Many IPLCs actively manage and control invasive alien species on their lands, either alone or in collaboration with scientists:
- IPLCs in different parts of the world use traditional controlled burning, which destroys invasive weed species, including seeds, and allows local fire-adapted species to regenerate and recover.
- In Queensland, Australia, indigenous rangers have been working with NGOs and government since 2014 to detect, monitor and control pond apple infestations in the Eastern Kuku Yalanji Indigenous Protected Area.16
- In Canada, invasive alien species are co-operatively managed by the Council of the Haida Nation and the Government of Canada over their land and sea; they have successfully eradicated the North American rat.17
- IPLCs are working with the Secretariat of the Pacific Regional Environment Programme to prevent, control and manage invasive alien species across the Pacific Islands, with support from the Global Environment Facility. Invasive alien species are the most important cause of extinction of endemic species in the region, and their management is a necessary cost of trade and transport between islands. A Pacific-wide strategy has been developed that includes resources to support learning, reporting, and education, as well as the management of invasive alien species across the islands.18
Collaborative approaches to management and control are particularly beneficial in that they can result in a more holistic approach to monitoring and management, and in the development of innovative approaches. They can also lead to improved mutual understanding and capacity-building.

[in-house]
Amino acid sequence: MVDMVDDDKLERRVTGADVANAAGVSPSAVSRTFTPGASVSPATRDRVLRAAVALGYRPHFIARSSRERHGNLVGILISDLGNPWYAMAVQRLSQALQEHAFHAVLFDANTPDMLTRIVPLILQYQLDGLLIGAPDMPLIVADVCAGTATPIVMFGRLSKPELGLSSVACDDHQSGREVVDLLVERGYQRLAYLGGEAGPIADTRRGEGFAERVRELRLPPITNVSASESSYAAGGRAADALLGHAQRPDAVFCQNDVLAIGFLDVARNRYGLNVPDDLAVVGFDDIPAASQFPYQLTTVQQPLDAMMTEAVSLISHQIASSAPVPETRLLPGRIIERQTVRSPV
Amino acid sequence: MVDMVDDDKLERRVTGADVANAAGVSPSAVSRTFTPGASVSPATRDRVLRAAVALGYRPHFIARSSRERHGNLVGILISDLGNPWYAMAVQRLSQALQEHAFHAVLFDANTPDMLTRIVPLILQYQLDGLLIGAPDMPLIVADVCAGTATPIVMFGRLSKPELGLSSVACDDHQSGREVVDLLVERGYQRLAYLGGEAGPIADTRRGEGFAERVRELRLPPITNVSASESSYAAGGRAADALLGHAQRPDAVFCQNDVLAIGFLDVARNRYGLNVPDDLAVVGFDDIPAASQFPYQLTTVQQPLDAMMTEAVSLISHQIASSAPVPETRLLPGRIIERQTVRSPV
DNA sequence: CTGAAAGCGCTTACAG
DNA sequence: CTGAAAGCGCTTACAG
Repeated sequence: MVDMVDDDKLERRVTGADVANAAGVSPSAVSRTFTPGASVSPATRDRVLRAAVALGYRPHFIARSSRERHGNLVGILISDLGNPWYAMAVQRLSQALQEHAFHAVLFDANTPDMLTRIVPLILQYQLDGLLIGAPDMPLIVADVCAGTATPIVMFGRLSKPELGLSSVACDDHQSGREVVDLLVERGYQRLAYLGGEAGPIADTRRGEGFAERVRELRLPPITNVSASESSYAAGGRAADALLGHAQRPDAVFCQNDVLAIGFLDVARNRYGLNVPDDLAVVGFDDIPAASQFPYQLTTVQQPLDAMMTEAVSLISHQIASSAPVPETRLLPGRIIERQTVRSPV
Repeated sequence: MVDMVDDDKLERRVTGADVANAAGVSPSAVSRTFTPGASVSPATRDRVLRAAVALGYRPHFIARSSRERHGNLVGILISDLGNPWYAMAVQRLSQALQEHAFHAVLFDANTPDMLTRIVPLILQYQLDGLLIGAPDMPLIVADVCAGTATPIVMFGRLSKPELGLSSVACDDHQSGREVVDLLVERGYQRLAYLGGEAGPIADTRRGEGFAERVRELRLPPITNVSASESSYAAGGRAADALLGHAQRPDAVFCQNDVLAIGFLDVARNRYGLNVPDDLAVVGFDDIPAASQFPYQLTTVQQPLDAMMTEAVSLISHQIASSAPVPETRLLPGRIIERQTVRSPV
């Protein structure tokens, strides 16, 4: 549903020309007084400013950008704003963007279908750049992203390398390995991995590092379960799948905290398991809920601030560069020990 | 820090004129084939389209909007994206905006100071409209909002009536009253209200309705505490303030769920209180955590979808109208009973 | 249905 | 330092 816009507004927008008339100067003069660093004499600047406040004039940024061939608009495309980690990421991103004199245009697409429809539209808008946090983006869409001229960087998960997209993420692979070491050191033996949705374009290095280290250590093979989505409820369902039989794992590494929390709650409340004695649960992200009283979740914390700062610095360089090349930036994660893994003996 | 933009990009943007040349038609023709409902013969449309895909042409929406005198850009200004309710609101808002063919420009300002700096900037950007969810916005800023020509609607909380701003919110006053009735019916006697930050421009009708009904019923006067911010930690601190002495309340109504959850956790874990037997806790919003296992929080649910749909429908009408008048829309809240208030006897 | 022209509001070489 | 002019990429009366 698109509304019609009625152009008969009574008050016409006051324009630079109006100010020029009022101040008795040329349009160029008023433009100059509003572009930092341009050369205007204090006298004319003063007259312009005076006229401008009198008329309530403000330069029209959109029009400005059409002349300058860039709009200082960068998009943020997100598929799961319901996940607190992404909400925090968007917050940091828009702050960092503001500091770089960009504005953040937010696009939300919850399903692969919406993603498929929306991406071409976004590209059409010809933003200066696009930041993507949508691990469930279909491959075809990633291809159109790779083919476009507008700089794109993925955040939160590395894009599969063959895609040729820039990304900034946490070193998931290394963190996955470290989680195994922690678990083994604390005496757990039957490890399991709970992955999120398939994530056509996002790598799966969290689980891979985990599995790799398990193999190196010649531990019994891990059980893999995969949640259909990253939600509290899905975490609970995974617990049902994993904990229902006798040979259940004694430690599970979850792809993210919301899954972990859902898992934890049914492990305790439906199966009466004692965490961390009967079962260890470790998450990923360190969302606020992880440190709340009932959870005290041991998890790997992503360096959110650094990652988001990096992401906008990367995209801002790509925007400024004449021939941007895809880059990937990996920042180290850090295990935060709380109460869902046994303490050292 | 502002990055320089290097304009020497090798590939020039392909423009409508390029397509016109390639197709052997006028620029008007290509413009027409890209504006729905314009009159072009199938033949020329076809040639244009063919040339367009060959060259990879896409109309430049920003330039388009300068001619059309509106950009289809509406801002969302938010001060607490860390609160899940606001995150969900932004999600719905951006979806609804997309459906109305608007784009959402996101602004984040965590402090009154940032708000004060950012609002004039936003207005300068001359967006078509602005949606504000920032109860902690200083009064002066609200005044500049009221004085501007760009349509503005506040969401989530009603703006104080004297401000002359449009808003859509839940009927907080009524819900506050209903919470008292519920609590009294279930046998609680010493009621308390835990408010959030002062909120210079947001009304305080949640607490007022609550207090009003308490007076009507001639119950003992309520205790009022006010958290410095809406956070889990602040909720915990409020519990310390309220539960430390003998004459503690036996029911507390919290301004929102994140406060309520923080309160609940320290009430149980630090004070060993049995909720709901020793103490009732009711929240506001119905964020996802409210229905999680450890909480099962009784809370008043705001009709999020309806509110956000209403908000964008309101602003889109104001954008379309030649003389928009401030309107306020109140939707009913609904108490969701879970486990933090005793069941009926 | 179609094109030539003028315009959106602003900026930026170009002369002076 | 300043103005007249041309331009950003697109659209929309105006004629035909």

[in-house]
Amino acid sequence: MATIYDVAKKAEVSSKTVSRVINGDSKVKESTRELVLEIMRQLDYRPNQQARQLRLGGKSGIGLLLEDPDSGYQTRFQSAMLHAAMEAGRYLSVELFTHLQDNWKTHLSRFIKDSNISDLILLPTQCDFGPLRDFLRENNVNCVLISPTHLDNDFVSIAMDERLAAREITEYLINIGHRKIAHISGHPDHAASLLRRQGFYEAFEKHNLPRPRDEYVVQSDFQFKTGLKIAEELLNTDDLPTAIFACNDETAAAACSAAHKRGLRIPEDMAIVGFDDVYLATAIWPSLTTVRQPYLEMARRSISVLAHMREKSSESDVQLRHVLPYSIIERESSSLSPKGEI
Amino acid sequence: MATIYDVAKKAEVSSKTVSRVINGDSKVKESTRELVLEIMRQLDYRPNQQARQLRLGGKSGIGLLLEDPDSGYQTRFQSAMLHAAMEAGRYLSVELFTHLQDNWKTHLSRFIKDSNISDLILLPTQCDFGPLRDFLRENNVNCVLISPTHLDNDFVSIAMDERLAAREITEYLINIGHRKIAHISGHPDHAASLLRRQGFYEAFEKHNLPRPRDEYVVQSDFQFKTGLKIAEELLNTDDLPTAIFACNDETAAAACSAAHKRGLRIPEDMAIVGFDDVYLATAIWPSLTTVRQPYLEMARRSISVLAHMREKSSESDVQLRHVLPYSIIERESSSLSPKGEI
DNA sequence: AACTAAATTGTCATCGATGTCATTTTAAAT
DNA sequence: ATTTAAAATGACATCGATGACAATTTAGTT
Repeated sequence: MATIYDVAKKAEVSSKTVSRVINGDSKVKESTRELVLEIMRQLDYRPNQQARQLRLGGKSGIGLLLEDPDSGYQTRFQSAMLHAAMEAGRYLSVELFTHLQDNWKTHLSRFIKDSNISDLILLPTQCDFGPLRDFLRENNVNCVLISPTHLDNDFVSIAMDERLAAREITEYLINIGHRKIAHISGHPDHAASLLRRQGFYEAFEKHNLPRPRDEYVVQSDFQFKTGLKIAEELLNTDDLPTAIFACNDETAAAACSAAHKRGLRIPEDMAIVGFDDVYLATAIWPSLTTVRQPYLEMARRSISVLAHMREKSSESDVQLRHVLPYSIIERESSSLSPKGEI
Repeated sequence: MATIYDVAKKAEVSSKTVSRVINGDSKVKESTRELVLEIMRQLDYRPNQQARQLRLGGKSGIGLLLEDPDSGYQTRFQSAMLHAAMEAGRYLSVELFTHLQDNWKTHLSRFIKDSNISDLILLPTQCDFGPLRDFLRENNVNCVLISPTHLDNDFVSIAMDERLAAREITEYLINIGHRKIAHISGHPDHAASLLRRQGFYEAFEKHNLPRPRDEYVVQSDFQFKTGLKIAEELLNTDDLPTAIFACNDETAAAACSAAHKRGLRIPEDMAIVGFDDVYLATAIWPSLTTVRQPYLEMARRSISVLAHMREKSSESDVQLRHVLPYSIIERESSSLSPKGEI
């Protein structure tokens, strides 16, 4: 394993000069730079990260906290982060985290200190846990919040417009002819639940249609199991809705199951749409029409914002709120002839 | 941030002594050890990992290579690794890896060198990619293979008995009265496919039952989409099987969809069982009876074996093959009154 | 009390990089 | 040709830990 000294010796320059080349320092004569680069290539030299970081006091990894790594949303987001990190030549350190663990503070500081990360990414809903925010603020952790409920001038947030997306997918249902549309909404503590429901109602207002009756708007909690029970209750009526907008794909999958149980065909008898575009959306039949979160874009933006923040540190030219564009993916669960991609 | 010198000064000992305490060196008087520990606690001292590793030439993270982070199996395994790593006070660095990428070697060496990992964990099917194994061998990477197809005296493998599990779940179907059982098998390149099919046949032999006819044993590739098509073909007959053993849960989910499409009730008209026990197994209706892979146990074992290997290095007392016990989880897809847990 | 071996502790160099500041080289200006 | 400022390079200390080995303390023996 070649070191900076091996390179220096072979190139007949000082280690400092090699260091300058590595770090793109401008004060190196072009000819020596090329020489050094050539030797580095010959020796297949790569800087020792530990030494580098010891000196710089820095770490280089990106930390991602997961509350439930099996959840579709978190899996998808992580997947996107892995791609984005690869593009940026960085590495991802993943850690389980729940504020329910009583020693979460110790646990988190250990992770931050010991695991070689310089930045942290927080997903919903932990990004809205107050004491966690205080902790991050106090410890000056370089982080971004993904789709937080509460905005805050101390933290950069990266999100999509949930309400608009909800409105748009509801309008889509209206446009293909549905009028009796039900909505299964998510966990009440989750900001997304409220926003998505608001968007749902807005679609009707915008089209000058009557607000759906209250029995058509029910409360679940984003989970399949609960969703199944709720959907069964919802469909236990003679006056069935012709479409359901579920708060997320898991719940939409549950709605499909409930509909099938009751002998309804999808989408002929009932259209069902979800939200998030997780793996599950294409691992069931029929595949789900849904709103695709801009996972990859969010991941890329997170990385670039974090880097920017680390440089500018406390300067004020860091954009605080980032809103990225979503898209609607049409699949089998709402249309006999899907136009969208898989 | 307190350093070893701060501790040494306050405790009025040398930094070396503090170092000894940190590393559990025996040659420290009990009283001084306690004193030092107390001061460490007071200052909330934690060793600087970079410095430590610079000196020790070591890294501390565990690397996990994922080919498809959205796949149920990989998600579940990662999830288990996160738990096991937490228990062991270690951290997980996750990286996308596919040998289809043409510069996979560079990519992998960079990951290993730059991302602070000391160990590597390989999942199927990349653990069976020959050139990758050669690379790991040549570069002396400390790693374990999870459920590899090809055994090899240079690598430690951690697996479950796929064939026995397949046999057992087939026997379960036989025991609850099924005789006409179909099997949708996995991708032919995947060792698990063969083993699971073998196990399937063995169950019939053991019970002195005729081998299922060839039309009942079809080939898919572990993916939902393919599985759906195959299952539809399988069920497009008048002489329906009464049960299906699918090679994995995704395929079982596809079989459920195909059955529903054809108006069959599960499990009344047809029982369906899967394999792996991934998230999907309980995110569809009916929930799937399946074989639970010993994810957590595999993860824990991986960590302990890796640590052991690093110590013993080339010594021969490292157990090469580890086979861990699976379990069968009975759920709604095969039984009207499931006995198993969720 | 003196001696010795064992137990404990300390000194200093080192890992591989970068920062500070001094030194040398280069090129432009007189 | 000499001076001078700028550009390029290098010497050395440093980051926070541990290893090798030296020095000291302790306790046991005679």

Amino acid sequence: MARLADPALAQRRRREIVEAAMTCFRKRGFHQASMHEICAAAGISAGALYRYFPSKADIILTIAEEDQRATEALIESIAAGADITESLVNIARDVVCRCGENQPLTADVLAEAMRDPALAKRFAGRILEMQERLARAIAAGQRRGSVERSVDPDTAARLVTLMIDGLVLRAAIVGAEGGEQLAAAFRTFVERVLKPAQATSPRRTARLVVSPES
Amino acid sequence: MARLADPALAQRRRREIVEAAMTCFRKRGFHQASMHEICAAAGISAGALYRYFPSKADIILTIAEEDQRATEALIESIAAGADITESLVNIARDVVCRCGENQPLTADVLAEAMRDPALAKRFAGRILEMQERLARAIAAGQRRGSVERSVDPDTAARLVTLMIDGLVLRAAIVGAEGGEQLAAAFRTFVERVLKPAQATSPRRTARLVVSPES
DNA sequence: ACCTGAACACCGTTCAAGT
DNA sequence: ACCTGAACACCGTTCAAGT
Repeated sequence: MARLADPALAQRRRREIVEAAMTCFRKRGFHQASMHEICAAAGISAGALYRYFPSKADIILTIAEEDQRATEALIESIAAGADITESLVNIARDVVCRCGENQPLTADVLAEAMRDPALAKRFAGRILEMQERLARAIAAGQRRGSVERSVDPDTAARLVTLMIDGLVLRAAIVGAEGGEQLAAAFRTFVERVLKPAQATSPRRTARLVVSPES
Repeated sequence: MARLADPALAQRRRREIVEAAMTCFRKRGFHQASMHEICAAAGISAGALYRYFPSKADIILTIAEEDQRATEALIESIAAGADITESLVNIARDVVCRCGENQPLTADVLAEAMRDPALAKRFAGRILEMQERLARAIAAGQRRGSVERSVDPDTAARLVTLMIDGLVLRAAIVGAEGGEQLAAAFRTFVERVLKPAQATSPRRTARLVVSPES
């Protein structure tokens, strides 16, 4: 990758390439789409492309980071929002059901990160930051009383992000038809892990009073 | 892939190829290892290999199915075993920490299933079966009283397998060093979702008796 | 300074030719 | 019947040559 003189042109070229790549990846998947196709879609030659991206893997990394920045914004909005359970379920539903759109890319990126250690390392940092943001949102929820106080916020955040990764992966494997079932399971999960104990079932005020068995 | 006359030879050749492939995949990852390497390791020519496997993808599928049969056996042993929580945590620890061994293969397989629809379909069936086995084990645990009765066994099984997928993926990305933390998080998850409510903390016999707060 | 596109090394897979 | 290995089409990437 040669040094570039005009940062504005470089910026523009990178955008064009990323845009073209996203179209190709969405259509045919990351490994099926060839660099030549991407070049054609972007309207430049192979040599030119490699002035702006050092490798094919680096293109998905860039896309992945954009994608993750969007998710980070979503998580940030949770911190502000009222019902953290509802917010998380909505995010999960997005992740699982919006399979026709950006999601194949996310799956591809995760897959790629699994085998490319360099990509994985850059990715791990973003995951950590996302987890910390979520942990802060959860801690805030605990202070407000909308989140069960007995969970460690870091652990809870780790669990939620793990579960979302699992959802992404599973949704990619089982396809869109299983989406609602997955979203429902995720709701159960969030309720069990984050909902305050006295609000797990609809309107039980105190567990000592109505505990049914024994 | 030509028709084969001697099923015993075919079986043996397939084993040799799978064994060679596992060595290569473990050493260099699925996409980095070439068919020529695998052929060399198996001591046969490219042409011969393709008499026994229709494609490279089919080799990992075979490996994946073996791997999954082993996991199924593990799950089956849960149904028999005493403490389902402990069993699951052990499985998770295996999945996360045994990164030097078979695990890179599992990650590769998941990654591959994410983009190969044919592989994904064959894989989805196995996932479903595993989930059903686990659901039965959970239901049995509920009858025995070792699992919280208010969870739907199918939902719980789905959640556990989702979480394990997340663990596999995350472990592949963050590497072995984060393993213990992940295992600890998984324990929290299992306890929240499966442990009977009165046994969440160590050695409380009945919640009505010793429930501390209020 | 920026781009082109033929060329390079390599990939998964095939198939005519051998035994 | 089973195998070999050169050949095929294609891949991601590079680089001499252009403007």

In some cases, IPLCs have also taken measures to remove alien species that they had been encouraged to introduce, but which they later realised had harmed the environment. Box 20 details one such case from the Philippines.
Box 20: Venecio Lingbawan, Indigenous Farmers’ Association of Guinaang, Pasil and Florence Daguitan, Tebtebba Foundation
A gmelina tree. Credit: pisitpong2017.
Case study: Controlling the invasive gmelina tree and bringing back biodiversity in Kalinga, Philippines
In the 1990s, the gmelina tree (Gmelina arborea) was promoted by the government (Department of Environment and Natural Resources) in our territory in Guinaang Pasil, Kalinga. It is fast-growing, they said, and can be harvested for timber after 10 years.
A settlement and rice terraces in Kalinga province. Credit: Jazel Mae Caboteja
IPLC involvement in policy forums
IPLCs participate in global policy processes related to invasive alien species and are also active in national policy and implementation measures in several countries:
- In some countries, IPLCs are participating in the development of national inventories and monitoring systems for invasive alien species. For example, in Norway the Saami have been working alongside the government and NGOs to obtain country data on invasive alien species. The Norwegian Biodiversity Information Centre incorporates the traditional knowledge of the Saami people.
- In December 2019, IPLCs participated fully in a meeting of the UN CBD Ad Hoc Technical Expert Group on invasive alien species, which advanced work on advice and technical guidance for managing invasive alien species.